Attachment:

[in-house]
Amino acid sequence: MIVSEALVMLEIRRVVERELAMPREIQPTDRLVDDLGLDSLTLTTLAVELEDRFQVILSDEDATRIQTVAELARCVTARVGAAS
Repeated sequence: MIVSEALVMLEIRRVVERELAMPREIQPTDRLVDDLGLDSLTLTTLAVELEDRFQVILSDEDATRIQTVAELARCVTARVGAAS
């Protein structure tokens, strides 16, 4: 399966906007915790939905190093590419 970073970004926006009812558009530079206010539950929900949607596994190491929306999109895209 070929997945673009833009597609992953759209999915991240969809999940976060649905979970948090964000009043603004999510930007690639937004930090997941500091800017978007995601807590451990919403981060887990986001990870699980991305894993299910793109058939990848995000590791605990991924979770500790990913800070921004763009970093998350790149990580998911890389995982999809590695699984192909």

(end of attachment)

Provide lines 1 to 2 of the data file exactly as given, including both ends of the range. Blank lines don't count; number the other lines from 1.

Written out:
[in-house]
Amino acid sequence: MIVSEALVMLEIRRVVERELAMPREIQPTDRLVDDLGLDSLTLTTLAVELEDRFQVILSDEDATRIQTVAELARCVTARVGAAS